This week on TNT’s Snowpiercer, Andre marched the tailies toward revolution, while a power struggle ensued within first class itself. In the end, who was set to be executed? And are the rumors about [Spoiler] to be believed?
Ahead of next week’s two-hour season finale, this Sunday’s episode shook things up all throughout the train. With Miles’ help, LJ laid her own eyes on the engine section, setting the stage for Commander Grey and the Folgers to confront Ruth about Mr. Wilford’s MIA status. Ruth wrote off their theory as ridiculous, pointing out that Grey himself shook hands with Wilford — though the commander notes he hasn’t seen the boss man since departure, seven years ago. The first class committee summons Melanie for an urgent meeting, presenting her with the Wilford rumor. She bobs and weaves, claiming she saw him just the day before, then offering to get him on the phone. But the firsties aren’t buying what she is selling, so they have her thrown into the interrogation room. There, Melanie covertly signals the engine room to enter emergency lockdown mode, and though Javi is skittish about denying Grey and his jackboots entry, Ben gives his buddy the boot and then closes the steel door behind him, sealing off himself and Miles.
Meanwhile, upon getting word that LJ has set in motion a commotion up-train, Andre orders the signal to be sent all over — in the form of strips of red fabric — that the revolution is nigh! Till cuffs Layton and brings him to the tail, KOing one stubborn jackboot along the way. Arriving at the tail, Andre gives his people a rousing pre-game speech, before they begin their march forward, using the subtrain to traverse the first large span of cars. Once everyone else is done with the tunnels, Big John and some others stay behind to erect a barricade that spring-loads and shoots giant metal stakes — which they do, once Grey learns of the uprising and sends his men down below.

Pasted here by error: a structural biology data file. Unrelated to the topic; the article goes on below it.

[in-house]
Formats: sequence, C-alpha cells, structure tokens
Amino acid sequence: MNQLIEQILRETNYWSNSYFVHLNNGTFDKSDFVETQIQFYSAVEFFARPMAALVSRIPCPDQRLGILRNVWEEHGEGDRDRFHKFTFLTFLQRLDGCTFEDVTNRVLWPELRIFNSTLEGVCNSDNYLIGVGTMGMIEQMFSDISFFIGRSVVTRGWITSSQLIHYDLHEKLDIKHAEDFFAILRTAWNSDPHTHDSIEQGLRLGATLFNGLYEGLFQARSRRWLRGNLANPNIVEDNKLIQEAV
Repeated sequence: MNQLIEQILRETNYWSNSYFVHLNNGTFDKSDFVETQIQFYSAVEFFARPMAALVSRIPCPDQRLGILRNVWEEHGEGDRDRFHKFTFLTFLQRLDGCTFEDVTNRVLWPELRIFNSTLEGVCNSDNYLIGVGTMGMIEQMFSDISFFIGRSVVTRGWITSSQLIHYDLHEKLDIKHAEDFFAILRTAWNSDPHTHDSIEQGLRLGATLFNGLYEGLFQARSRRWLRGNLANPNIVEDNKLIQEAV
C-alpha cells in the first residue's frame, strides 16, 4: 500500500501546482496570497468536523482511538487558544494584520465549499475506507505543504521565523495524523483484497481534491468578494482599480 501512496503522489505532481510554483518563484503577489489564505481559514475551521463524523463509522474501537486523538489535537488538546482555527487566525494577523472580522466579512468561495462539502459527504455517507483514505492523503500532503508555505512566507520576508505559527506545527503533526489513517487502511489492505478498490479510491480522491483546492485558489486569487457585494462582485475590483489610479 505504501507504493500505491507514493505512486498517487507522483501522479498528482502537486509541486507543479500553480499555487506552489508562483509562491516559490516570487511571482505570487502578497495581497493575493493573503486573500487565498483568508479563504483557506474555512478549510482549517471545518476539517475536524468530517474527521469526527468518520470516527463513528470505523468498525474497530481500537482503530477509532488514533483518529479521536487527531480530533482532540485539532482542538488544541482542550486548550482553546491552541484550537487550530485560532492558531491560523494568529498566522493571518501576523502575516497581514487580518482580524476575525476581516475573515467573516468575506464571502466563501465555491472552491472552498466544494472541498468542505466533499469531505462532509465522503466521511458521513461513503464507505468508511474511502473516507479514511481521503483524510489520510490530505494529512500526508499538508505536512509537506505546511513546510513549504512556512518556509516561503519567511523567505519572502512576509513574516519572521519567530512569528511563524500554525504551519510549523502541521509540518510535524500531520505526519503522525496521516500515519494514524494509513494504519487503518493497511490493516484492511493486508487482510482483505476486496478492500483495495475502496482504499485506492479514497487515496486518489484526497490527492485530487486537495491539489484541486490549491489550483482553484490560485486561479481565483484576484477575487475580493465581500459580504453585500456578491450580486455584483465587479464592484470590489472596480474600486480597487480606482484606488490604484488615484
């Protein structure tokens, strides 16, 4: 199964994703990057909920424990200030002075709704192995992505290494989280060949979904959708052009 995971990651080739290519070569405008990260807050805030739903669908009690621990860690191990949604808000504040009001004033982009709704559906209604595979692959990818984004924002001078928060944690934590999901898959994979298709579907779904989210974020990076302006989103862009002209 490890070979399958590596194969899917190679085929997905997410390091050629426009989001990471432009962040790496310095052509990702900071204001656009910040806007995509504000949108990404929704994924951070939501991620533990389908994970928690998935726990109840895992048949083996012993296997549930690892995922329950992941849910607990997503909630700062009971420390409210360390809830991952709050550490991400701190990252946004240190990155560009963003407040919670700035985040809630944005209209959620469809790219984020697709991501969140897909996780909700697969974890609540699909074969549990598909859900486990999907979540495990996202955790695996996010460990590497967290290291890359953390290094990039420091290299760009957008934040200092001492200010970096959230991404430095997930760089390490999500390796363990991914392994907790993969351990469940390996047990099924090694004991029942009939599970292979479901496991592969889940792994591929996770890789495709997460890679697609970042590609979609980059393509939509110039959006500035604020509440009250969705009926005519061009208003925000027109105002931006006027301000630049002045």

Back in the interrogation room, an angry, hurt and frankly embarrassed Ruth confronts Melanie about the lie she has been spinning all this time. Asked point blank if she killed Wilford, Melanie explains that the great Mr. Wilford was a fraud — that she did all the work in developing the train, while he never intended to use it to save humankind but instead to just have a good time. As such, Melanie left him trackside, to die, as the train pulled away on its perpetual journey. Not necessarily accepting Melanie’s version of events as truth, and also very bitter about their compromised friendship/being made a fool of, Ruth informs Melanie that she will be executed tomorrow, for betraying the train.
Meanwhile, as part of the tailies’ plan to fortify their ranks, Dr. Klimpt allows the Australian to access the drawers, first waking Strong Boy from suspension — though everyone is startled when the heretofore mute muscleman blurts out what they think to be Mandarin — and then Z-Wreck. But when they go to fish out Pike, that drawer is unexpectedly empty….
The tailie army first runs into Roche and his breachmen, who refuse to allow passage through the Chains. Luckily, Layton and Till manage to convince Roche and his team to step aside, lest they lose any men who will be critical to enforcing the soon-to-be-new world order aboard the train. Later, Grey and the jackboots arrive at the Night Car, which is seemingly empty save for a box in the middle of the dance floor… containing Gwyneth Paltrow’s head. No, wait, sorry, it was the head of the jackboot Till KO’d earlier. Emerging from the shadows of the balcony, Layton yells out for Grey, and the two armies begin to brutally, bloodily clash. Along the way, the tailies lose Patterson (the young man whose mom lost an arm, and later died) and some young woman with a birthmark on her face who was suddenly important-seeming. When Grey orders his men to retreat, Layton thinks the Night Car has been taken, until the jackboots return to launch teargas, forcing them to backpedal into the car behind.
As a shook Andre surveys the many casualties and brutal injuries sustained by his people, we realize that Pike had been retrieved from the drawers by Commander Grey, and now is sitting in the first class dining car with a very gooey slab of chocolate lava cake. He affirms Grey’s suspicion that he knows what makes Layton tick. And for the prize of one more piece of cake, he proceeds with his strategic analysis, saying that Layton was always more organized in his rebellious efforts than Pike ever was. And as such, Layton will only be able to stomach the chaos and bloody cost of battle for so long, until he cracks. And from the look of Andre’s horrified eyes, Pike just may be right.
What did you think of the episode “These Are His Revolutions”?